However, the fact that they install "parallel" environments can cause problems, e. For example, you may think you are executing one version of gcc, only to discover incompatibilities because Fink installed its own gcc. You may think you are linking against a version of libpng you installed, only to run into incompatibilities because Fink installed a different version that is earlier in your library search path.

Or you may have installed g77, and find problems with your Fortran software because its Makefile first locates f77, which you didn't realize Fink installed. I use Fink as an example only because that's the one I tried.

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That said, many users swear by these package managers. Use them if they appeal to you—they are especially helpful for installing large packages like xemacs or GTK—but keep the potential for conflicts in the back of your mind. It runs your default shell in a configurable window, with full integration with OS X i.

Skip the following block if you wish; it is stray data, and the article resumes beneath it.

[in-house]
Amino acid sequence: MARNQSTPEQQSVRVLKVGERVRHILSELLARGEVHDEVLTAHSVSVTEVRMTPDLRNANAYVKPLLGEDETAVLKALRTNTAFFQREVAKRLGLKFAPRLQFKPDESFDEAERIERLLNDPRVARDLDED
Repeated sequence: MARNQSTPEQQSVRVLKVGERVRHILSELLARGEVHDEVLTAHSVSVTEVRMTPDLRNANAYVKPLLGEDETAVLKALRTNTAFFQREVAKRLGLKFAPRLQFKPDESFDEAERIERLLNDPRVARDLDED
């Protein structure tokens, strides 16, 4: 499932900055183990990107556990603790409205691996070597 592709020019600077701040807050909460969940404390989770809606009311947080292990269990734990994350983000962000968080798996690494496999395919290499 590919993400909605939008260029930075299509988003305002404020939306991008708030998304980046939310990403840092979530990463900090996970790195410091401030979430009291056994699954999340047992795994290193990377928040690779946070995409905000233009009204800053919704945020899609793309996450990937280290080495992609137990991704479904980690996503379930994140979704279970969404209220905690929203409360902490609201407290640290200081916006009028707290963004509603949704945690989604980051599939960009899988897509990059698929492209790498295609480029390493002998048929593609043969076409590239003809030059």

Apple's X11 application launches an X11 server that runs in the background; by default it also launches an xterm running your default shell. It is not as fully integrated with OS X as a Terminal window. Unix programs often send error and other messages to the system console. Note that Console provides a read-only console, not a shell.

Use its File menu to select among various console logs you can view. I have yet to find a completely clear description of the situation; here I provide my current understanding.

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  4. If you just want to know what to do without having to understand why, skip to the end of this section for sample. When you start a shell, it reads certain startup files for initialization, e. Shells can serve different purposes; a shell launched in a terminal will be used interactively, but one launched for a script or by a Unix command will be non-interactive.